The Missouri expulsion in 1838-39 found most of Des Moines. WhenIsrael Barlow met Galland, the owner the Mormon refugees heading for Quincy, Illinois. Israel of the army barracks, Galland began negotiations to buy Barlow and others, however, traveled northfromDaviess not only land in Iowa in the Half Breed Tract but also the County and then followed along the southerntier of Iowa land and buildings in Commerce. until they arrived at the abandoned barracks of Fort Des The weaq Mormons flocked to Commerce where Moines, now Montrose, Iowa This area was located in the "Half Breed Tract," 119,000 acres set apart on 4 they began the task of draining the swampy land and August 1824 for the mixed-blood natives belonging to building their city, shortly thereafter renamed Nawoo. the Sacs and Foxes but later sold to the whites for home- Soon, other Saints moved into the newly purchased land in Iowa4 where the Church had bought the town site of steading.1 Nashville and 20,000 surrounding acres, 30,000 acres One of the first settlers is a man named Isaac near and including Montrose, and other lands-some Galland, who not only purchased land in Iowa but also 120,000 in all. Individuals also purchased land in bought land across the Mississippi River in Commerce, Ambrosia, Keokuk, and additional areas in Iowa Illinois. Galland's property, about three miles below preThe settlement of Montrose was resurveyed about sent-day Monmse, was procured in 1829. Dr. Galland had brought his family across from Illinois and settled at tbat time and renamed Zarahernla The newly plotted Ah-wi-pe-tuck, an Indian name meaning "the beginning streets were designed to line up with the streets of of the cascades." The village was renamed Nashville.2 Nawoo, across the river. Even a temple site was chosen Later, when mail service was made available, the town for this sister city of Nauvoo. became known as Galland, honoring Dr. Galland. h Eventually, so many Church members lived in t e Soon after Galland moved to Nashville, he was fol- Iowa branches that a stake was organized, called the lowed by other families; an4 in the early thirties, a thriv- Zademla Stake, on 5 October 1839. Joseph Smith's ing settlement existed. As neighbors joined him, Galland uncle, John Smith, was ordained as president of the saw the need for education for the children; therefore, in stake, with Reynolds Cahoon and Lyman Wight as coun1830, he built a log school on his property, the first such selors. The high council included Erastus Snow, Elijah building in Iowa or, for that matter, west of the Fordham, Asahel Smith, and William Clayton Alanson Mississippi River. He hired a young man named Ripley was the bishop. By August of 1841, the stake Berryman Jennings to move from Commerce to comprised 683 members in eight branches. Nashville to be the teacher in the log school. Jennings The History of the am6 details the purchase of was compensated by being allowed free room and board in Galland's home and by having the use of Dr. Galland's the land for Nashville as well as other Church activities in the settlements On 24 June 1839, the Church purlimited medical libmy to peruse.3 chased the town of Nashville with t e adjoining acreage. h In 1835, the government acquired the claim of a Mr. A year later, A meeting was held in Nashville on 23 Tesson, called Tesson Settlement, and established Fort August 1840, at which time Joseph and Hyrum Smith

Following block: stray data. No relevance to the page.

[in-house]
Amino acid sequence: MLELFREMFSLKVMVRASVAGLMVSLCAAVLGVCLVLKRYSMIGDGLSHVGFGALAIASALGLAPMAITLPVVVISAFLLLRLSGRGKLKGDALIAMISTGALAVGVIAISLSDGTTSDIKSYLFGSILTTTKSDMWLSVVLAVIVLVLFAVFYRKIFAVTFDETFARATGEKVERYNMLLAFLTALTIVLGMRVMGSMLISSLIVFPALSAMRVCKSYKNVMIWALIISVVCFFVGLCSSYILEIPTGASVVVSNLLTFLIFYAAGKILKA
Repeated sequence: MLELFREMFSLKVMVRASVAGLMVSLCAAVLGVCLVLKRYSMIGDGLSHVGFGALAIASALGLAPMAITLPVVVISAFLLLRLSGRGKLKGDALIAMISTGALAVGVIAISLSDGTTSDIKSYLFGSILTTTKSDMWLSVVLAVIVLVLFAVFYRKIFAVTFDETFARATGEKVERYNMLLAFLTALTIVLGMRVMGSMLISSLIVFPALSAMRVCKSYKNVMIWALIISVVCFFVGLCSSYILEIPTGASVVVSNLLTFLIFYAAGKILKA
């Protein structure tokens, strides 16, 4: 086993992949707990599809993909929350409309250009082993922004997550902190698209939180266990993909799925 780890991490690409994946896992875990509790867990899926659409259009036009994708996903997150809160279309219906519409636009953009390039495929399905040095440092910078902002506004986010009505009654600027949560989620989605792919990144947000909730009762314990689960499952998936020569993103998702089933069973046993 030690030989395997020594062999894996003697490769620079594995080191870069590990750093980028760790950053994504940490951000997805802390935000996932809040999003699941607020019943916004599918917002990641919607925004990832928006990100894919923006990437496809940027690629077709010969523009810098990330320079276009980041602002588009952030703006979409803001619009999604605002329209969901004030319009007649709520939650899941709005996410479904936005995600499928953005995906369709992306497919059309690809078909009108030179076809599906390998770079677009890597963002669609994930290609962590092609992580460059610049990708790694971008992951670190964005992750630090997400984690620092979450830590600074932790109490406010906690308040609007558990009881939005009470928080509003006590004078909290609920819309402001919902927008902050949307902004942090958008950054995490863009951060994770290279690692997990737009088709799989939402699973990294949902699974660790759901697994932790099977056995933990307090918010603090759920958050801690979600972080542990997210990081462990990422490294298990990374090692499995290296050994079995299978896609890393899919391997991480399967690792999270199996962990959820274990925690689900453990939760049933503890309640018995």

MAURWE CARR WARD is the editor of EieNauvoo Joumal. She is also the editor of WinterQuarten: Eie 18461848Life Wn'tiigs ofMaryHaskin ParkerRicharh, the first in a series of writings by frontier women, published by Utah State University Press.

and a large assembly of the Saints voted to begin building a city at Nashville; and they began building a place of worship as well.6 On 30 August, the Prophet Joseph was again in Nashville where he preached on "Eternal Judgment and the Eternal Duration of Matter."
At one time, the little town of Nashville boasted ninety members. An article appeared in 23e T l e s and Seasons in September 1840 describing the town to tbe European Saints and suggesting it would be a good destination for them when they anived in America:7 TO THE SAINTS ABROAD. Beloved brethren:

be purchased on very liberal terms in almost all parts of the county: but in Nashville and vicinity, the greatest facilities are now offered: Town lots, as well as farming lands adjacent to the town can be purchased on very liberal terms, also a very large stone building designed as a place of public worship; and a Seminary of learning is in contemplation There is a Ferry on the Mississippi at this place and those emigrating to this part of the country, will find it most convenient to cross here: and to this place we iwite our brethren and friends, by the unanimous vote of this branch of the church, of Jesus Christ of Latter Day Saints, convened at Nashville this 23d day of August 1840 And that you may be preserved spotless to the coming of the Lord Jesus, is the prayer of your brethren, in the new and everlasting covenant.

As many of you are anxious to settle with the Saints, we thought best to give you a short description of this County, and the inducements it offers to emigrants, this county (Lee county I. T.) is situated between the rivers, Desmoines and Mississippi, and opposite Hancock co. Ill. there is a town called Nashville, laid out on the Rapids of the Mississippi river, 5 m l s below ie Nawoo, which is in the possession of the Saints; a number of Buildings are already built, and others in progress; It is the only good Steam Boat landing on the Rapids, and during a considerable part of the year the Boats on the upper trade receive their freight and passengers at this place, which is brought from the foot of the Rapids in Lighters.